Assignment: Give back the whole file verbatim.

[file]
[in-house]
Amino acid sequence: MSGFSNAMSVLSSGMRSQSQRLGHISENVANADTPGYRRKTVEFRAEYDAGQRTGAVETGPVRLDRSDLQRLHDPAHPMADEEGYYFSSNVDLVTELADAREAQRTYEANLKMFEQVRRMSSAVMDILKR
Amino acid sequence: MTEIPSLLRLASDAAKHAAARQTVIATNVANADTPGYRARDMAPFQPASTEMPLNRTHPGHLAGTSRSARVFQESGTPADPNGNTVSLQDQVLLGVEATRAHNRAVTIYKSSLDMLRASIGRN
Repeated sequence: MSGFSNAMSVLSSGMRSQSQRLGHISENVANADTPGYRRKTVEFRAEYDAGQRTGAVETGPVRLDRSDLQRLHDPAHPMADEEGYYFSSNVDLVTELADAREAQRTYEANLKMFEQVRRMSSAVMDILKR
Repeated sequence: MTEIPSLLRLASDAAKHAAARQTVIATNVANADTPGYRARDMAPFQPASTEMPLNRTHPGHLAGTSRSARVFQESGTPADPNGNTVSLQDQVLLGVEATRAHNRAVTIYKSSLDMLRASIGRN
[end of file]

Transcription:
[in-house]
Amino acid sequence: MSGFSNAMSVLSSGMRSQSQRLGHISENVANADTPGYRRKTVEFRAEYDAGQRTGAVETGPVRLDRSDLQRLHDPAHPMADEEGYYFSSNVDLVTELADAREAQRTYEANLKMFEQVRRMSSAVMDILKR
Amino acid sequence: MTEIPSLLRLASDAAKHAAARQTVIATNVANADTPGYRARDMAPFQPASTEMPLNRTHPGHLAGTSRSARVFQESGTPADPNGNTVSLQDQVLLGVEATRAHNRAVTIYKSSLDMLRASIGRN
Repeated sequence: MSGFSNAMSVLSSGMRSQSQRLGHISENVANADTPGYRRKTVEFRAEYDAGQRTGAVETGPVRLDRSDLQRLHDPAHPMADEEGYYFSSNVDLVTELADAREAQRTYEANLKMFEQVRRMSSAVMDILKR
Repeated sequence: MTEIPSLLRLASDAAKHAAARQTVIATNVANADTPGYRARDMAPFQPASTEMPLNRTHPGHLAGTSRSARVFQESGTPADPNGNTVSLQDQVLLGVEATRAHNRAVTIYKSSLDMLRASIGRN